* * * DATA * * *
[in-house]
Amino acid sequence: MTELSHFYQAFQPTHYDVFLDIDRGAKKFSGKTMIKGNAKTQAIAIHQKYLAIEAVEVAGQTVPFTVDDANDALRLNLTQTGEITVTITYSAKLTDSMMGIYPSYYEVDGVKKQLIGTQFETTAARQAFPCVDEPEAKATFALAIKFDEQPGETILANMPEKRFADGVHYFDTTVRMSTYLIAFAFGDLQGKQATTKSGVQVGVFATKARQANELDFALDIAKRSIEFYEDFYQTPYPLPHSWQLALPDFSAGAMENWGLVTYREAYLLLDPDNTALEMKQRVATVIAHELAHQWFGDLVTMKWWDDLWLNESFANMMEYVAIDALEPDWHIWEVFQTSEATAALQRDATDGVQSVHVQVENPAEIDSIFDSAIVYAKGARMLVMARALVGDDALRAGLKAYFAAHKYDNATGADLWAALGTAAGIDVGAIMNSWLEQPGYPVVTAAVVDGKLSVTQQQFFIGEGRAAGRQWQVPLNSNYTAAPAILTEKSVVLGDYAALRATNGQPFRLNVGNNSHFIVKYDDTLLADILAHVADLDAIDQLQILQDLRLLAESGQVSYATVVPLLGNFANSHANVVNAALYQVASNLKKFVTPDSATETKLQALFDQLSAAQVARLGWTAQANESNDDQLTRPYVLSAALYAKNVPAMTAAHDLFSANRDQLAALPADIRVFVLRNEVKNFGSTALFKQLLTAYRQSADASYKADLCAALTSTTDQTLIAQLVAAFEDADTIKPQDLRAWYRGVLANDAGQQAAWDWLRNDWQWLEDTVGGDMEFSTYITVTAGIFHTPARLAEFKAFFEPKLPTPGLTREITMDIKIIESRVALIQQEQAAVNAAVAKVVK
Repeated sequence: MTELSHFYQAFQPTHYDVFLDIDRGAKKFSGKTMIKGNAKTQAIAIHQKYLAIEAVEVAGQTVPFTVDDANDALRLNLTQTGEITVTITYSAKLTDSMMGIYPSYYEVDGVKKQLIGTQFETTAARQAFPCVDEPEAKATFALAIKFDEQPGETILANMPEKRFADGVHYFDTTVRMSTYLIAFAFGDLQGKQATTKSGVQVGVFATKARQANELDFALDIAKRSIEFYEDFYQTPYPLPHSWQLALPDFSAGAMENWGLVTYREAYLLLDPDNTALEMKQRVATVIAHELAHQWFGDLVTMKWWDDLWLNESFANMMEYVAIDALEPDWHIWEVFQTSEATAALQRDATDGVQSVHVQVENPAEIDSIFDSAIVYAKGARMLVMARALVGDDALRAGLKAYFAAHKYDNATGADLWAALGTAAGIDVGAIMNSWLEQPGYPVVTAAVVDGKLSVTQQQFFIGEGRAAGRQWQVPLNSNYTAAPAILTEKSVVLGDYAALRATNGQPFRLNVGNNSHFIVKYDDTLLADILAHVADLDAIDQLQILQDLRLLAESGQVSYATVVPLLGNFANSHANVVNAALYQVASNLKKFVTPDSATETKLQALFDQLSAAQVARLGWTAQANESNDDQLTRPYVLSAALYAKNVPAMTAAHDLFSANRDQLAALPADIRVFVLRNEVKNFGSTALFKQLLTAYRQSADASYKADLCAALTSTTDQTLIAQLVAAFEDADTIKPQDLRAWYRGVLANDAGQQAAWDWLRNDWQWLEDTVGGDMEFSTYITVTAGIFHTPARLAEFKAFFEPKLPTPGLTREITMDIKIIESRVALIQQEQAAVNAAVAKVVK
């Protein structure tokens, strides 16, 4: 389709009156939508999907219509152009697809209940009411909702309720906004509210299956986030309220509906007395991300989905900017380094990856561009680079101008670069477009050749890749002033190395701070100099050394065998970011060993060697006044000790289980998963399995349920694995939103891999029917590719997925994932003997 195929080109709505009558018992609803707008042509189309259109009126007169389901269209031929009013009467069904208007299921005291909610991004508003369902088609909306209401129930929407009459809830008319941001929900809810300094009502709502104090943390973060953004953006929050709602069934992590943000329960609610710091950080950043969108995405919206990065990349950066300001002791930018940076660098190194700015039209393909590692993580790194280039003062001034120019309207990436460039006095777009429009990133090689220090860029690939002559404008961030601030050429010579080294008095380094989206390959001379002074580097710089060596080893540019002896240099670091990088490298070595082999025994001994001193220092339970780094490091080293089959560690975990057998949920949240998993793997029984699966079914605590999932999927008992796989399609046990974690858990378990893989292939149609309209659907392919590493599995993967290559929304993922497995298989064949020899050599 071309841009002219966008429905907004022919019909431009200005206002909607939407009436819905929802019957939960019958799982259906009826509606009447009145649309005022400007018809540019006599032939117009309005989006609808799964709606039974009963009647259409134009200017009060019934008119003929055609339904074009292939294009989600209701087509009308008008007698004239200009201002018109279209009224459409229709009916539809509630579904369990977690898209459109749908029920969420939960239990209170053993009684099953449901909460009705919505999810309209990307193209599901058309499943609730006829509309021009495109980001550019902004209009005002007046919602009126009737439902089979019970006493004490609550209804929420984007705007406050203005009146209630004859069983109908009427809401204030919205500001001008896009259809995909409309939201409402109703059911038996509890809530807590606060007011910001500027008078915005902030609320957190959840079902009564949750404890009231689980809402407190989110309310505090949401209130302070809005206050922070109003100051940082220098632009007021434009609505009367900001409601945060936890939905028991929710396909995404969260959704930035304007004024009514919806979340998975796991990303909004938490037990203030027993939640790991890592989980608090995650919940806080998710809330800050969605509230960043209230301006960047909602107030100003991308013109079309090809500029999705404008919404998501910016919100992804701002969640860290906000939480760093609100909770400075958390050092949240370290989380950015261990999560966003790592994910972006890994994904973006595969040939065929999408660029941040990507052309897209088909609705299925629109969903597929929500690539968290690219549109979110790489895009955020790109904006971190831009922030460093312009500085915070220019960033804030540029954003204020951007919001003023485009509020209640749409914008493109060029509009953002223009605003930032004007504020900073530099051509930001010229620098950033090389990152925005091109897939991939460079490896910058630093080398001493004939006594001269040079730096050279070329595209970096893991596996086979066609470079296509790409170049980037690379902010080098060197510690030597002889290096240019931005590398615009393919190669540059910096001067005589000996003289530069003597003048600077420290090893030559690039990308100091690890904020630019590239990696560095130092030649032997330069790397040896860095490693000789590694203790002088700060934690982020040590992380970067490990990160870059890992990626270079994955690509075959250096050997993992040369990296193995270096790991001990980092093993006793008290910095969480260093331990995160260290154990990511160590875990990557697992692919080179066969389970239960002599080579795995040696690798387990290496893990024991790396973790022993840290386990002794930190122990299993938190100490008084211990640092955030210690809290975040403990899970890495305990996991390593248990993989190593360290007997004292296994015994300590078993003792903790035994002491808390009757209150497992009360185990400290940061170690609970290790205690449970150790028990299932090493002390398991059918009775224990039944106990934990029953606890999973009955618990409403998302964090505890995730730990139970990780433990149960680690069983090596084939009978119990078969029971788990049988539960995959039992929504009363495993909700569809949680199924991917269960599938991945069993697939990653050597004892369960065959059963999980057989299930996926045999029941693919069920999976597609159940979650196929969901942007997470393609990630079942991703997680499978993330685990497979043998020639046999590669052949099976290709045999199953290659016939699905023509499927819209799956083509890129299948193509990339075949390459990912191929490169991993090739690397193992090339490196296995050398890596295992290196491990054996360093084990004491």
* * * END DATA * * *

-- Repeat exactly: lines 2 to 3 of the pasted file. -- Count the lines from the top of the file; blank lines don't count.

Amino acid sequence: MTELSHFYQAFQPTHYDVFLDIDRGAKKFSGKTMIKGNAKTQAIAIHQKYLAIEAVEVAGQTVPFTVDDANDALRLNLTQTGEITVTITYSAKLTDSMMGIYPSYYEVDGVKKQLIGTQFETTAARQAFPCVDEPEAKATFALAIKFDEQPGETILANMPEKRFADGVHYFDTTVRMSTYLIAFAFGDLQGKQATTKSGVQVGVFATKARQANELDFALDIAKRSIEFYEDFYQTPYPLPHSWQLALPDFSAGAMENWGLVTYREAYLLLDPDNTALEMKQRVATVIAHELAHQWFGDLVTMKWWDDLWLNESFANMMEYVAIDALEPDWHIWEVFQTSEATAALQRDATDGVQSVHVQVENPAEIDSIFDSAIVYAKGARMLVMARALVGDDALRAGLKAYFAAHKYDNATGADLWAALGTAAGIDVGAIMNSWLEQPGYPVVTAAVVDGKLSVTQQQFFIGEGRAAGRQWQVPLNSNYTAAPAILTEKSVVLGDYAALRATNGQPFRLNVGNNSHFIVKYDDTLLADILAHVADLDAIDQLQILQDLRLLAESGQVSYATVVPLLGNFANSHANVVNAALYQVASNLKKFVTPDSATETKLQALFDQLSAAQVARLGWTAQANESNDDQLTRPYVLSAALYAKNVPAMTAAHDLFSANRDQLAALPADIRVFVLRNEVKNFGSTALFKQLLTAYRQSADASYKADLCAALTSTTDQTLIAQLVAAFEDADTIKPQDLRAWYRGVLANDAGQQAAWDWLRNDWQWLEDTVGGDMEFSTYITVTAGIFHTPARLAEFKAFFEPKLPTPGLTREITMDIKIIESRVALIQQEQAAVNAAVAKVVK
Repeated sequence: MTELSHFYQAFQPTHYDVFLDIDRGAKKFSGKTMIKGNAKTQAIAIHQKYLAIEAVEVAGQTVPFTVDDANDALRLNLTQTGEITVTITYSAKLTDSMMGIYPSYYEVDGVKKQLIGTQFETTAARQAFPCVDEPEAKATFALAIKFDEQPGETILANMPEKRFADGVHYFDTTVRMSTYLIAFAFGDLQGKQATTKSGVQVGVFATKARQANELDFALDIAKRSIEFYEDFYQTPYPLPHSWQLALPDFSAGAMENWGLVTYREAYLLLDPDNTALEMKQRVATVIAHELAHQWFGDLVTMKWWDDLWLNESFANMMEYVAIDALEPDWHIWEVFQTSEATAALQRDATDGVQSVHVQVENPAEIDSIFDSAIVYAKGARMLVMARALVGDDALRAGLKAYFAAHKYDNATGADLWAALGTAAGIDVGAIMNSWLEQPGYPVVTAAVVDGKLSVTQQQFFIGEGRAAGRQWQVPLNSNYTAAPAILTEKSVVLGDYAALRATNGQPFRLNVGNNSHFIVKYDDTLLADILAHVADLDAIDQLQILQDLRLLAESGQVSYATVVPLLGNFANSHANVVNAALYQVASNLKKFVTPDSATETKLQALFDQLSAAQVARLGWTAQANESNDDQLTRPYVLSAALYAKNVPAMTAAHDLFSANRDQLAALPADIRVFVLRNEVKNFGSTALFKQLLTAYRQSADASYKADLCAALTSTTDQTLIAQLVAAFEDADTIKPQDLRAWYRGVLANDAGQQAAWDWLRNDWQWLEDTVGGDMEFSTYITVTAGIFHTPARLAEFKAFFEPKLPTPGLTREITMDIKIIESRVALIQQEQAAVNAAVAKVVK